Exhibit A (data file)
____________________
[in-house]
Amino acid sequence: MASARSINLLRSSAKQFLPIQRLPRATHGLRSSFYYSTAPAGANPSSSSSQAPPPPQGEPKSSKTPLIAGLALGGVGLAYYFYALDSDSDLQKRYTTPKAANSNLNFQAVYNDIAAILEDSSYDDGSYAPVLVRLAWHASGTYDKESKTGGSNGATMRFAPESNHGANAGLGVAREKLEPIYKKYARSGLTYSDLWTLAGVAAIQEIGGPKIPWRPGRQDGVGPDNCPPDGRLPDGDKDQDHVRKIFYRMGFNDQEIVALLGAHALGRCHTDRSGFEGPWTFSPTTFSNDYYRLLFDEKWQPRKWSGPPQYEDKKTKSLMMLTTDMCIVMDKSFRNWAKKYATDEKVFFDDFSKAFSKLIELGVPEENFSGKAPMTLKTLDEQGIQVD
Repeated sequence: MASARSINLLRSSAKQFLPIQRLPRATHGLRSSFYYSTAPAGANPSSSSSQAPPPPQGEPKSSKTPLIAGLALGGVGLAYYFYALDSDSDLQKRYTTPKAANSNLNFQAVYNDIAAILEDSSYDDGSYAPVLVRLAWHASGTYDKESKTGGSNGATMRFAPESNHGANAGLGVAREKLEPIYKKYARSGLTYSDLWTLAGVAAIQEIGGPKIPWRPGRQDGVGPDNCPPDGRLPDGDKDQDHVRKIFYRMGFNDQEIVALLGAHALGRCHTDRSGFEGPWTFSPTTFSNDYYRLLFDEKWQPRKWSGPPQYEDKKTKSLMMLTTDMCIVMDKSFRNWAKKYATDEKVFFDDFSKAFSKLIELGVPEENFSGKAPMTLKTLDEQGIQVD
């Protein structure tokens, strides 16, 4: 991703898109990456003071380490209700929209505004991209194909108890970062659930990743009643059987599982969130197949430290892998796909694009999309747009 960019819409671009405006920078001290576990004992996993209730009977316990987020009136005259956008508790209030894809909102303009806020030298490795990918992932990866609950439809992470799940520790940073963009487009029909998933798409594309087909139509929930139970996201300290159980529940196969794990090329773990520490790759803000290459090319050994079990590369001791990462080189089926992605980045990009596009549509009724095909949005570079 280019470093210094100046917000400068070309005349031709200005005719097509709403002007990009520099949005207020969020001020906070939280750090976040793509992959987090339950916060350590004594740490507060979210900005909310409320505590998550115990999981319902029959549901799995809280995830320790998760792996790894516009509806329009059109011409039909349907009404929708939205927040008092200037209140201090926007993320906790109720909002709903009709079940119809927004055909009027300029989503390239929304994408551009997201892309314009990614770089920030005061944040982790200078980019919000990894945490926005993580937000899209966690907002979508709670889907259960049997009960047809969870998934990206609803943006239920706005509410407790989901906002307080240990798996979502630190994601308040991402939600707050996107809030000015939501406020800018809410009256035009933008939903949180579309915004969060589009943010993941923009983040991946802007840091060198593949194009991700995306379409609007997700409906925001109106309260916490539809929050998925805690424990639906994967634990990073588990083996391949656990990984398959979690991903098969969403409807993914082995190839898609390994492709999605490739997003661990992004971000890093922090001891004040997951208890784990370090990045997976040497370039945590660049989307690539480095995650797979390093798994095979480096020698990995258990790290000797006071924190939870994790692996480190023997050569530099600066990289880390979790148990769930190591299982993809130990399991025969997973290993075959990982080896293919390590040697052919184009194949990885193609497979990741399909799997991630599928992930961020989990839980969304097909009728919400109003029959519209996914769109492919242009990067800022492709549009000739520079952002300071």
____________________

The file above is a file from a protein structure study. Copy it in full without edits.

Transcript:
[in-house]
Amino acid sequence: MASARSINLLRSSAKQFLPIQRLPRATHGLRSSFYYSTAPAGANPSSSSSQAPPPPQGEPKSSKTPLIAGLALGGVGLAYYFYALDSDSDLQKRYTTPKAANSNLNFQAVYNDIAAILEDSSYDDGSYAPVLVRLAWHASGTYDKESKTGGSNGATMRFAPESNHGANAGLGVAREKLEPIYKKYARSGLTYSDLWTLAGVAAIQEIGGPKIPWRPGRQDGVGPDNCPPDGRLPDGDKDQDHVRKIFYRMGFNDQEIVALLGAHALGRCHTDRSGFEGPWTFSPTTFSNDYYRLLFDEKWQPRKWSGPPQYEDKKTKSLMMLTTDMCIVMDKSFRNWAKKYATDEKVFFDDFSKAFSKLIELGVPEENFSGKAPMTLKTLDEQGIQVD
Repeated sequence: MASARSINLLRSSAKQFLPIQRLPRATHGLRSSFYYSTAPAGANPSSSSSQAPPPPQGEPKSSKTPLIAGLALGGVGLAYYFYALDSDSDLQKRYTTPKAANSNLNFQAVYNDIAAILEDSSYDDGSYAPVLVRLAWHASGTYDKESKTGGSNGATMRFAPESNHGANAGLGVAREKLEPIYKKYARSGLTYSDLWTLAGVAAIQEIGGPKIPWRPGRQDGVGPDNCPPDGRLPDGDKDQDHVRKIFYRMGFNDQEIVALLGAHALGRCHTDRSGFEGPWTFSPTTFSNDYYRLLFDEKWQPRKWSGPPQYEDKKTKSLMMLTTDMCIVMDKSFRNWAKKYATDEKVFFDDFSKAFSKLIELGVPEENFSGKAPMTLKTLDEQGIQVD
């Protein structure tokens, strides 16, 4: 991703898109990456003071380490209700929209505004991209194909108890970062659930990743009643059987599982969130197949430290892998796909694009999309747009 960019819409671009405006920078001290576990004992996993209730009977316990987020009136005259956008508790209030894809909102303009806020030298490795990918992932990866609950439809992470799940520790940073963009487009029909998933798409594309087909139509929930139970996201300290159980529940196969794990090329773990520490790759803000290459090319050994079990590369001791990462080189089926992605980045990009596009549509009724095909949005570079 280019470093210094100046917000400068070309005349031709200005005719097509709403002007990009520099949005207020969020001020906070939280750090976040793509992959987090339950916060350590004594740490507060979210900005909310409320505590998550115990999981319902029959549901799995809280995830320790998760792996790894516009509806329009059109011409039909349907009404929708939205927040008092200037209140201090926007993320906790109720909002709903009709079940119809927004055909009027300029989503390239929304994408551009997201892309314009990614770089920030005061944040982790200078980019919000990894945490926005993580937000899209966690907002979508709670889907259960049997009960047809969870998934990206609803943006239920706005509410407790989901906002307080240990798996979502630190994601308040991402939600707050996107809030000015939501406020800018809410009256035009933008939903949180579309915004969060589009943010993941923009983040991946802007840091060198593949194009991700995306379409609007997700409906925001109106309260916490539809929050998925805690424990639906994967634990990073588990083996391949656990990984398959979690991903098969969403409807993914082995190839898609390994492709999605490739997003661990992004971000890093922090001891004040997951208890784990370090990045997976040497370039945590660049989307690539480095995650797979390093798994095979480096020698990995258990790290000797006071924190939870994790692996480190023997050569530099600066990289880390979790148990769930190591299982993809130990399991025969997973290993075959990982080896293919390590040697052919184009194949990885193609497979990741399909799997991630599928992930961020989990839980969304097909009728919400109003029959519209996914769109492919242009990067800022492709549009000739520079952002300071």